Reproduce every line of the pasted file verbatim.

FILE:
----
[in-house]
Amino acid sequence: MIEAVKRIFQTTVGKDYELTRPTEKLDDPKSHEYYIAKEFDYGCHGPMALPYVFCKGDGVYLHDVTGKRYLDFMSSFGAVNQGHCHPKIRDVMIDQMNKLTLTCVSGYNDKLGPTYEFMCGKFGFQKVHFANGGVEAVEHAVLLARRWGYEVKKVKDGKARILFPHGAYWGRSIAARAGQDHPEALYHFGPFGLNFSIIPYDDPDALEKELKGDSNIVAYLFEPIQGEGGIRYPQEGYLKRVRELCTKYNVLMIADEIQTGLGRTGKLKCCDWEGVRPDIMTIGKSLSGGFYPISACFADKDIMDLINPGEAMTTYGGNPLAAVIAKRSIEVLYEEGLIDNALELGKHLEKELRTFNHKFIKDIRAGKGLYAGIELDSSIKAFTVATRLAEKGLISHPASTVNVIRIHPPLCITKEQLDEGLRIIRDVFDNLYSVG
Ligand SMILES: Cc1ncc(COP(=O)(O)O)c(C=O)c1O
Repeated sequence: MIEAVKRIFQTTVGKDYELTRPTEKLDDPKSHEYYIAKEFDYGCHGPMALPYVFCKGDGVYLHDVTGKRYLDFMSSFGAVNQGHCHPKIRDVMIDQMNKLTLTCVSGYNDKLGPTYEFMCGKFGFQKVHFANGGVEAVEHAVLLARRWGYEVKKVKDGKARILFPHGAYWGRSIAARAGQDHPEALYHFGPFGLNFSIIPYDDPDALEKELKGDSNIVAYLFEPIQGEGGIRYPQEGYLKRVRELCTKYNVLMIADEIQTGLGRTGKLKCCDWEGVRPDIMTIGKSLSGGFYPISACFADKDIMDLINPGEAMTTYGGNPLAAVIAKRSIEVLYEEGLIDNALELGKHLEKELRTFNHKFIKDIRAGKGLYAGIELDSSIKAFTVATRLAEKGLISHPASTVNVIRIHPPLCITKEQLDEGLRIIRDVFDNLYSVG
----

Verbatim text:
[in-house]
Amino acid sequence: MIEAVKRIFQTTVGKDYELTRPTEKLDDPKSHEYYIAKEFDYGCHGPMALPYVFCKGDGVYLHDVTGKRYLDFMSSFGAVNQGHCHPKIRDVMIDQMNKLTLTCVSGYNDKLGPTYEFMCGKFGFQKVHFANGGVEAVEHAVLLARRWGYEVKKVKDGKARILFPHGAYWGRSIAARAGQDHPEALYHFGPFGLNFSIIPYDDPDALEKELKGDSNIVAYLFEPIQGEGGIRYPQEGYLKRVRELCTKYNVLMIADEIQTGLGRTGKLKCCDWEGVRPDIMTIGKSLSGGFYPISACFADKDIMDLINPGEAMTTYGGNPLAAVIAKRSIEVLYEEGLIDNALELGKHLEKELRTFNHKFIKDIRAGKGLYAGIELDSSIKAFTVATRLAEKGLISHPASTVNVIRIHPPLCITKEQLDEGLRIIRDVFDNLYSVG
Ligand SMILES: Cc1ncc(COP(=O)(O)O)c(C=O)c1O
Repeated sequence: MIEAVKRIFQTTVGKDYELTRPTEKLDDPKSHEYYIAKEFDYGCHGPMALPYVFCKGDGVYLHDVTGKRYLDFMSSFGAVNQGHCHPKIRDVMIDQMNKLTLTCVSGYNDKLGPTYEFMCGKFGFQKVHFANGGVEAVEHAVLLARRWGYEVKKVKDGKARILFPHGAYWGRSIAARAGQDHPEALYHFGPFGLNFSIIPYDDPDALEKELKGDSNIVAYLFEPIQGEGGIRYPQEGYLKRVRELCTKYNVLMIADEIQTGLGRTGKLKCCDWEGVRPDIMTIGKSLSGGFYPISACFADKDIMDLINPGEAMTTYGGNPLAAVIAKRSIEVLYEEGLIDNALELGKHLEKELRTFNHKFIKDIRAGKGLYAGIELDSSIKAFTVATRLAEKGLISHPASTVNVIRIHPPLCITKEQLDEGLRIIRDVFDNLYSVG